The complexity of this painting effort has many aspects and questions for me. First, I wondered about the title Bashi-Bazouk. Was it the man's name, who is he, etc.?? Well after some research of the Met's documentation and other web searches, I learned that this painting was painted by J L Gerome in the 1860s, after he returned from a trip to Egypt and Turkey, using artifacts that he had collected on the trip. Gerome originally titled it with a Turkish word that meant "Headdress", quite appropriate I would say. It was later changed to Bashi-Bazouk by some unknown source!?!? A Bashi-Bazouk was the name of unpaid warriors, that survived on plunder, under the Ottoman Empire. The puzzling thing is that this headdress is not the same as any other depiction of Ottoman Bashi-Bazouks that I could find, which are generally some type of turban. It is hard to imagine someone going into battle with such a magnificent large headdress and such a beautiful embroidered silk jacket! Oh well, the truth remains a mystery to me, but the image is one of shear beauty.
The second complexity was that the poster we were given for reference to paint from was so dark that you could hardly discern the image. The following is an approximation of the poster.
After quite a bit of searching I came up with two big helps. First, my son-in-law works at the Met and would go look at the original and send me photos and personal descriptions. He even spoke with the curator responsible for the painting. The other personal break-through came when I brightened the Met's digital image on my computer in iPhoto. Suddenly I could see what the sitter must have looked like!!! The following is the image of the face and headdress that I developed.
But wait! This image was not right either. I had my son-in-law to keep me honest. He said the colors were not right in this image! He also warned me that this was a very dark painting, all be it beautiful. He kept trying to describe the painting to me and sent me several versions of his photos. The following photo was the one he felt was most accurate. However, we discovered that the same image would look different on different computer screens!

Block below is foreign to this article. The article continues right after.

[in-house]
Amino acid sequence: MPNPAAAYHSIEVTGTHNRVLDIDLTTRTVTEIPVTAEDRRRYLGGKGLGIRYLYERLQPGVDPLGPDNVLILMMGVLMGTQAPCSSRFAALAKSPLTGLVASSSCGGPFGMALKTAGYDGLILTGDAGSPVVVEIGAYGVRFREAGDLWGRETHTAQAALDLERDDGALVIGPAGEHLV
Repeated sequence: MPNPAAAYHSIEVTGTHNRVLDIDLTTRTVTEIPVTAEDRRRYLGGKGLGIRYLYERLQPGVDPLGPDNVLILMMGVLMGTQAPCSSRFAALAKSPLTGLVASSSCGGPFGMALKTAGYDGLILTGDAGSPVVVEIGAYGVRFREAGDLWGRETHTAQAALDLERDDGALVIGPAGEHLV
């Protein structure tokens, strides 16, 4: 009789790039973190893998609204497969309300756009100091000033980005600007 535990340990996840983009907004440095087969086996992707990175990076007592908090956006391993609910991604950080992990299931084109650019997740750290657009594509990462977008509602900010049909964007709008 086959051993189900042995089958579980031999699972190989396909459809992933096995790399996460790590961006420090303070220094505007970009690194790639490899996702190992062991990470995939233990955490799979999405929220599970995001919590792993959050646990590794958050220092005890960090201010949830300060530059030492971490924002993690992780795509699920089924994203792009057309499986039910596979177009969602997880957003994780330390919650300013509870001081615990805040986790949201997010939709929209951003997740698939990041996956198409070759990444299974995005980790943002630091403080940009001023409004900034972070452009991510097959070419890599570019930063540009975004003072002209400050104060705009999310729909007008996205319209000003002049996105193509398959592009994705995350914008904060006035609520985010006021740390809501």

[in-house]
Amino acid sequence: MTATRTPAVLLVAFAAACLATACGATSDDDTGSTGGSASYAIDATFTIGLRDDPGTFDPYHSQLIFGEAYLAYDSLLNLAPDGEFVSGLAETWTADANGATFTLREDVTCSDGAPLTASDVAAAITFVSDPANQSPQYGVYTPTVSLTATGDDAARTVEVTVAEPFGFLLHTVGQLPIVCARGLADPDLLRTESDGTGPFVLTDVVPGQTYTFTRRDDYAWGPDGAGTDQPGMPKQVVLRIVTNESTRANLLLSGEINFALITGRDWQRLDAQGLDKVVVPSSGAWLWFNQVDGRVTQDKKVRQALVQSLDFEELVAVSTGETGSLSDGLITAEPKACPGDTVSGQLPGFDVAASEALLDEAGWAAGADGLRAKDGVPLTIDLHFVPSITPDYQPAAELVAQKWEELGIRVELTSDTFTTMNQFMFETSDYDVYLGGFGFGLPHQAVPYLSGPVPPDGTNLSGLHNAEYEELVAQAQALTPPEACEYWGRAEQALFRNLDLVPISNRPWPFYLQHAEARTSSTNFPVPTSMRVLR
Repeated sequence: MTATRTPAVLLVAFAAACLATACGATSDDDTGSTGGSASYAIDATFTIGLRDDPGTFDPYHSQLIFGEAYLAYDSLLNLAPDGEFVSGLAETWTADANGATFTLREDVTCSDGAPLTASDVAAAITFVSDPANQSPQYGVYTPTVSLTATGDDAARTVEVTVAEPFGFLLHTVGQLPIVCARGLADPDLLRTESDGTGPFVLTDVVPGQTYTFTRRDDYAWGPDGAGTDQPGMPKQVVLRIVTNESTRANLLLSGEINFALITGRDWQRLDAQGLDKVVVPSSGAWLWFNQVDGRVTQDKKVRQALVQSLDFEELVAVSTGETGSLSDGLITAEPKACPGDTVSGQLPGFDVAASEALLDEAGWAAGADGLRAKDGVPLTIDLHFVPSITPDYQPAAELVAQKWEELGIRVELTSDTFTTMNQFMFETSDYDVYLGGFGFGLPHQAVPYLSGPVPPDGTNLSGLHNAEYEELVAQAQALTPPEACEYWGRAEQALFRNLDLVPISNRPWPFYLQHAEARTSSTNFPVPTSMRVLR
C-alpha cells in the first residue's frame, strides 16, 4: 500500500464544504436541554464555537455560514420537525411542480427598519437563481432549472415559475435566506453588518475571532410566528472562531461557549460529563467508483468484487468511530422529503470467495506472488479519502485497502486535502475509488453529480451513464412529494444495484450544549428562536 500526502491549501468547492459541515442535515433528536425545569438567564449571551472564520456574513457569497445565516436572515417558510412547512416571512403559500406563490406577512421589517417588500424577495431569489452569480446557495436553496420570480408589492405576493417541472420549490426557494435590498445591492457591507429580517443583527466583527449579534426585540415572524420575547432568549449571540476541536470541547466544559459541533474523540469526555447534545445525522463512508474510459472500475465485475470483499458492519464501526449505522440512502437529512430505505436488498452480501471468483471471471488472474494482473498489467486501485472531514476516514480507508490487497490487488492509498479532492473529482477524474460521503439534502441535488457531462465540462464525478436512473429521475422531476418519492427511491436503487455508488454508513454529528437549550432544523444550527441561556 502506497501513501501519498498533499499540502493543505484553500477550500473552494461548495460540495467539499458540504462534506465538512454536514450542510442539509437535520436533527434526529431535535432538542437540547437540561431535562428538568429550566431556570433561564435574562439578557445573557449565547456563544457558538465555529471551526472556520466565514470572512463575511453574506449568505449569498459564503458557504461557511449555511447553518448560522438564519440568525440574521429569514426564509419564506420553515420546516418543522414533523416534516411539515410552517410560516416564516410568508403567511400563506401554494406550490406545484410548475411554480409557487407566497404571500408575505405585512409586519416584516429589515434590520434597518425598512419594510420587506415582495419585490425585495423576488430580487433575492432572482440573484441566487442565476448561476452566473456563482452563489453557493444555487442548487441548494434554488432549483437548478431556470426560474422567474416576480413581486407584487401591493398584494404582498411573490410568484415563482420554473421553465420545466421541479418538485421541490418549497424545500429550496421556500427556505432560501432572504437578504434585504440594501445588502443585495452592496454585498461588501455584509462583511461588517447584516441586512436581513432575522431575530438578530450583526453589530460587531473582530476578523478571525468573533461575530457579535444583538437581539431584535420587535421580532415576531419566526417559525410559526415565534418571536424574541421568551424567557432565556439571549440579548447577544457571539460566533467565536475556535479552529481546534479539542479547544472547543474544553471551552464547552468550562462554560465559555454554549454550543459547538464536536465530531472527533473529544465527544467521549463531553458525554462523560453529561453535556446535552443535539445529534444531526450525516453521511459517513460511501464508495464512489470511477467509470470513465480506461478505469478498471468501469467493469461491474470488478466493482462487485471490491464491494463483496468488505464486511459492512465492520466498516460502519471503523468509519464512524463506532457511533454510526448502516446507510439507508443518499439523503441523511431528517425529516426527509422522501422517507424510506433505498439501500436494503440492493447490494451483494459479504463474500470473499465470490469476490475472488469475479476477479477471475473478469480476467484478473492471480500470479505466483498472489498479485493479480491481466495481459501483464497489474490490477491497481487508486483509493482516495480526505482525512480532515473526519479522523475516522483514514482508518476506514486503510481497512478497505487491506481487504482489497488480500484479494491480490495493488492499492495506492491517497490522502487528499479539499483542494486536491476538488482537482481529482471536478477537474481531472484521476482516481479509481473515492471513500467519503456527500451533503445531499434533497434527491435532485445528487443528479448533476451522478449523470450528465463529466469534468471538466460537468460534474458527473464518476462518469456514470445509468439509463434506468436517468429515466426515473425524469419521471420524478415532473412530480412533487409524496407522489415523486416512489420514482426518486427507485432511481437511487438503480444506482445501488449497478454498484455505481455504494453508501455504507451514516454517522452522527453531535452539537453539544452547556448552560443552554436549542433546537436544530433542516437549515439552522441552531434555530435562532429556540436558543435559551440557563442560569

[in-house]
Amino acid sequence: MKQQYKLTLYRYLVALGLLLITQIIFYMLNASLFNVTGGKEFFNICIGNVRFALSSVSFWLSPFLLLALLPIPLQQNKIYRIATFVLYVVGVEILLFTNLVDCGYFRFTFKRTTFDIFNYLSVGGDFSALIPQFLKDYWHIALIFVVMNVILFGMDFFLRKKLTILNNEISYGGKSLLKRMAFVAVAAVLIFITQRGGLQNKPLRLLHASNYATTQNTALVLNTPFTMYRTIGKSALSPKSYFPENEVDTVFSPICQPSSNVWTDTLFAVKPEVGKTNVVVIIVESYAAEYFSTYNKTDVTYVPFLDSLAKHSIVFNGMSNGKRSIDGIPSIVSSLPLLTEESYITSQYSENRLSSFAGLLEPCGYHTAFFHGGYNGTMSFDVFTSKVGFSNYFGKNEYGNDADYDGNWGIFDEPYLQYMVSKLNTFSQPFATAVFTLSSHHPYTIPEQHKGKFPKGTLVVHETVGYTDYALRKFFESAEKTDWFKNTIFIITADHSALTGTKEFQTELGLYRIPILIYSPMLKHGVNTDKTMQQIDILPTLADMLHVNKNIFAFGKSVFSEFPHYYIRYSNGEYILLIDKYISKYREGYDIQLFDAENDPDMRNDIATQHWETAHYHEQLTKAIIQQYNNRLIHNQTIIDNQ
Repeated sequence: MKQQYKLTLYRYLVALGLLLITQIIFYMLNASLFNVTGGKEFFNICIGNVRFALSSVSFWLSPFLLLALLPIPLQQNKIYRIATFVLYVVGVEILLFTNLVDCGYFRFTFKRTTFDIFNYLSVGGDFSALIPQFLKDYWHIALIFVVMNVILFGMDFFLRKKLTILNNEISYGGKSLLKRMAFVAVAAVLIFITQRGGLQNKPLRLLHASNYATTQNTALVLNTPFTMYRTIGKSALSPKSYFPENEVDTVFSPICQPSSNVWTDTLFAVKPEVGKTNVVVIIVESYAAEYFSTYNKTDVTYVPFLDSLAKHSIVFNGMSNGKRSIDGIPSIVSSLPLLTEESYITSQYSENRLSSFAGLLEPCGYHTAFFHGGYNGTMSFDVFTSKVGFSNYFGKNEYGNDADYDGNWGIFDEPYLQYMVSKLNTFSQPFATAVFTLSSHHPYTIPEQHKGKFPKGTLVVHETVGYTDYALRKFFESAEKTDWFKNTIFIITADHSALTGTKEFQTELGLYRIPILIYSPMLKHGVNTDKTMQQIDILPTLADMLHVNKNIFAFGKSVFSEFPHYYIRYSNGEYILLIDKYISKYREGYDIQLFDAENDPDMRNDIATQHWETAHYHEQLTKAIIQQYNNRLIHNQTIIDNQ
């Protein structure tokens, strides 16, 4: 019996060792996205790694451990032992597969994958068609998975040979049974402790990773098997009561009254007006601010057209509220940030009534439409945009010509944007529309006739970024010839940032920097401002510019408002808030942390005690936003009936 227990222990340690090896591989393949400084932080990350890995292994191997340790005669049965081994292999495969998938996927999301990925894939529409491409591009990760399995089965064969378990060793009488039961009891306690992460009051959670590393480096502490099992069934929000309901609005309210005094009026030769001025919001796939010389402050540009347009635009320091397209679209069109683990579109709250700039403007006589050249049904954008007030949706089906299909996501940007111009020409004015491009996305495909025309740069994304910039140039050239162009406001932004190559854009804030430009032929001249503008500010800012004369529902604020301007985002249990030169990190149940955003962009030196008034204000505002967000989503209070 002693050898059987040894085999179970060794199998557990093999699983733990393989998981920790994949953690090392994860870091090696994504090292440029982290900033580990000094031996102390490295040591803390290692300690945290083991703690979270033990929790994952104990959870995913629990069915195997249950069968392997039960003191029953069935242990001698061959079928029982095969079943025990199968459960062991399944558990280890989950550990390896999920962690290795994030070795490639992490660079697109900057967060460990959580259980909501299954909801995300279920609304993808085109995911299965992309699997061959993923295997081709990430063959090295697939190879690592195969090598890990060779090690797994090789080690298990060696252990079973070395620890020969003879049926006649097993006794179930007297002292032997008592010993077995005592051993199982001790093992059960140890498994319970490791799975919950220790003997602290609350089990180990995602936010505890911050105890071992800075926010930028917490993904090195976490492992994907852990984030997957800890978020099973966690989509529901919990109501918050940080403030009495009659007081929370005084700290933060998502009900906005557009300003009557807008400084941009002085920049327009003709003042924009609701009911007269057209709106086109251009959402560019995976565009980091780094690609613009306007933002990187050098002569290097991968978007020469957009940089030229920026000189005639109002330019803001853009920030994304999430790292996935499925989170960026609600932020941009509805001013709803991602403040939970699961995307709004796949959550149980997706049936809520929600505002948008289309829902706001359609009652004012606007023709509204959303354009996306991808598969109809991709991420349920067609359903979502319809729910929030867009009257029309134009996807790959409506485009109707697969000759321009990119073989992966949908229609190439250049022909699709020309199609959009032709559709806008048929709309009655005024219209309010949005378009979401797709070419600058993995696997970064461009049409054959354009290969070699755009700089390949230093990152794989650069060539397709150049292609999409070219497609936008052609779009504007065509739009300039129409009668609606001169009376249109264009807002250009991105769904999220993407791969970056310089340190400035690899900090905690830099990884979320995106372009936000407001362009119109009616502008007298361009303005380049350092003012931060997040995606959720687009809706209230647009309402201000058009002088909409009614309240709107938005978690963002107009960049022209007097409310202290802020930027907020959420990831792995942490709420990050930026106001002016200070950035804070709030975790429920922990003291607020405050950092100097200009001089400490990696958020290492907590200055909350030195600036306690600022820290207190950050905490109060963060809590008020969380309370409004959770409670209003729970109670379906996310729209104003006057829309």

Another area of amazement is the level of detail that Gerome painted into this work! If you click on the brightened image of the head and headdress above you can see the rather amazing level of detail. Notice the individual hairs adorning various portions of the headdress! The embroidery is another area of detail. When I zoomed in on the embroidery on the left arm, which is quite dark, I found an embroidered floweret! I would never have seen it without digital magnification. The nails on the handle of the weapon protruding above his right arm has individual nail heads depicted in perfect tromploi. There are many more instances. One of which is that I discovered secret symbolism embedded into the mottling in the background near the right edge of the painting opposite his face, that only becomes obvious upon brighting the image! After painting this work you realize that every mark Gerome put on the canvas was preconceived. I do not think that there would be any random marks that look like symbols.
For me, this painting is magical. When you brighten it, and when you enlarge it, you discover things that you would never guess being there. I have never seen another image like this. Just to see, I brightened and enlarged a Caravaggio the other day. I found no surprises! It was also a dark painting, but what you saw is all there was to see! This further enhanced the mystery for me of the Gerome Bashi-Bazouk!!!
I am wondering if this is one of those paintings that was much brighter when it was painted, and as it has darkened with age concealing many of these amazing details. My son-in-law asked the curator who said it is just a dark painting. Well, I am not sure of this. I must go and see it for myself!!!
Another magical quality of this painting is the coloration. I was able to paint 95% of this image with three tube colors! These were Phthalo Green (Blue Shade), Naphthol Red Light, and Hansa Yellow Medium. And 99% with four tube colors, by Adding Quinacridone Magenta. These are very bright colors, but combined to make a very subdued painting.
Notice that there are purples and blues in the painting, but there is no blue on my pallet! The purples and blues were achived by mixing Phthalo Green and Quinacridone Magenta as described in the Color Mixiing section of the My Painting Methodology section of my website. Yes red and green do make blue!
It was amazing to see what may look like many different colors pop out of my color pools of paint derived from three tubes of color! I will describe more of this in a later addition to the post. Needless to say I felt like my pallet was coloring the image for me and was being driven by the mind of Gerome himself.
In summary, this painting has been an amazing experience for me! Thank you J L Gerome, and Scott Nickerson for choosing Bashi-Bazouk for the class project!